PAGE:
Nokia Lumia 520 follows the same design philosophy as its other Lumia siblings. It comes in a host of colours such as yellow, blue, red along with the usual black and white. You can also change the rear casing (at an extra cost) in order to the match the colour of your smartphone as per your mood. We got our hands on a yellow unit.
It is not a unibody smartphone, which means one can access the battery and the SIM slot. Opening the back casing of the Lumia 520 is child's play in comparison to the Lumia 820.
The polycarbonate body of the smartphone oozes sturdiness. Nokia Lumia 520 is slimmer and lighter than the Lumia 620 and Lumia 820. In fact it looks slightly premium in terms of looks when compared with the Lumia 620. The Lumia 520 has a soft, matte-finish, which we preferred over the glossy finish of the Lumia 820.
The Nokia Lumia 520 is 9.9 thick and weighs 124 grams, and is nowhere close to the size zero smartphones floating around. At the same time, it is does not feel heavy in the hand. Its curved back makes it easy to grip and on the overall gives it a nice feel.
Most of the front is taken by 4-inch screen, which is scratch resistant. However, the screen surface of Lumia 520 feels slightly rough as compared to screens of the other Lumia devices. There are three capacitive Windows Phone buttons - Back, Start and Search placed just below the screen.
The right panel houses the volume rocker, power/ standby button as well as the camera shortcut key. Having all the physical buttons on one panel can be a bit confusing and you will have to fidget a bit to get used to the button placement. On the positive side, the buttons are fairly sized and reasonably responsive.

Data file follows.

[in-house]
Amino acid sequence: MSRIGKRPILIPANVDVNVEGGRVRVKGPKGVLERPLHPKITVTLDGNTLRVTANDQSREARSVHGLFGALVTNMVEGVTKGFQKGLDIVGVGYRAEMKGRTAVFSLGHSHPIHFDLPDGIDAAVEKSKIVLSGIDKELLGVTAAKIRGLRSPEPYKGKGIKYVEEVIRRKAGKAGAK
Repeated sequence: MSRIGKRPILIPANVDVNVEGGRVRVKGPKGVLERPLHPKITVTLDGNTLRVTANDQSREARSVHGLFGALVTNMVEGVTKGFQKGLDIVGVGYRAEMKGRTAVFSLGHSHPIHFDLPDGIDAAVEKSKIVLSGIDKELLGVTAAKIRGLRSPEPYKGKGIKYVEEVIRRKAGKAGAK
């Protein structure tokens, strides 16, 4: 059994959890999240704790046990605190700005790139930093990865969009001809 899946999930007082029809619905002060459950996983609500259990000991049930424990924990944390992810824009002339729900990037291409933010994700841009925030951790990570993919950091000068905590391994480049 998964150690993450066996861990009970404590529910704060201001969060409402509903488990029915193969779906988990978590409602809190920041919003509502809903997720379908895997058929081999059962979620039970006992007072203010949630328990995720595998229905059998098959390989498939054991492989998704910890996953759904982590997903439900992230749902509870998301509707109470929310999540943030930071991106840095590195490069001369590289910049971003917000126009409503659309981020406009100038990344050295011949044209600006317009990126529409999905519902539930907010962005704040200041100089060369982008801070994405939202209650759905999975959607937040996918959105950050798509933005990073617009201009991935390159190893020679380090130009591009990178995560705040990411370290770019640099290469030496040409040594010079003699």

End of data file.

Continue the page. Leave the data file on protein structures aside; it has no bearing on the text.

Most of the smartphones under the Lumia range come with ClearBack LCD display. The Lumia 520 is an exception in this regards. To make the smartphone cost effective, the Finnish smartphone maker has opted for a 4-inch IPS LCD with an 480x800 pixel resolution at 233ppi. Hence the picture clarity of the screen is not that great compared to other Lumia smartphones, but it not bad when compared with other smartphones offered at a similar price point.
Text, videos and pictures look sharp and crisp on the Lumia 520. However, it is on the contrast front that the screen of Lumia 520 takes a hit. The viewing angles of the Lumia 520 are good and so is the under sun legibility.
The touch response of Nokia Lumia 520 is very good. As a matter of fact, Lumia 520 deploys super-sensitive touchscreen technology that enables you to operate the screen even with your fingernails or while you are wearing gloves. The smartphone takes a little while to get used to the touch but post that there is simply no looking back.
The screen is reflective and is also a finger print magnet.
The Nokia Lumia 520 comes with 5-megapixel camera at the rear which can record video at up to 720p. The good thing about the camera is that it is an autofocus rather than fixed focus system, which is usually on-board most budget smartphones.
The pictures clicked are clear and sharp. However, the colour reproduction of the camera is not very good. The colours look brighter than what they actually are.
Moreover, there's no flash on the rear, so the pictures clicked indoors or when the light is not adequate are grainy and not really up to the mark.
Sadly, there is no front camera available on this smartphone.
User Interface/ Software
The Nokia Lumia 520 comes with Windows Phone 8, which is the latest iteration of Microsoft's mobile-OS. It offers features like enhanced performance, USSD commands support, resizable live tiles and more.
Just like the other Lumia devices, Nokia Lumia 520 comes with several exclusive (and non-exclusive) Nokia apps such as the HERE Drive+, HERE Maps and Nokia Music. However, the popular City Lens app is not available on the Lumia 520 as it does not have a compass.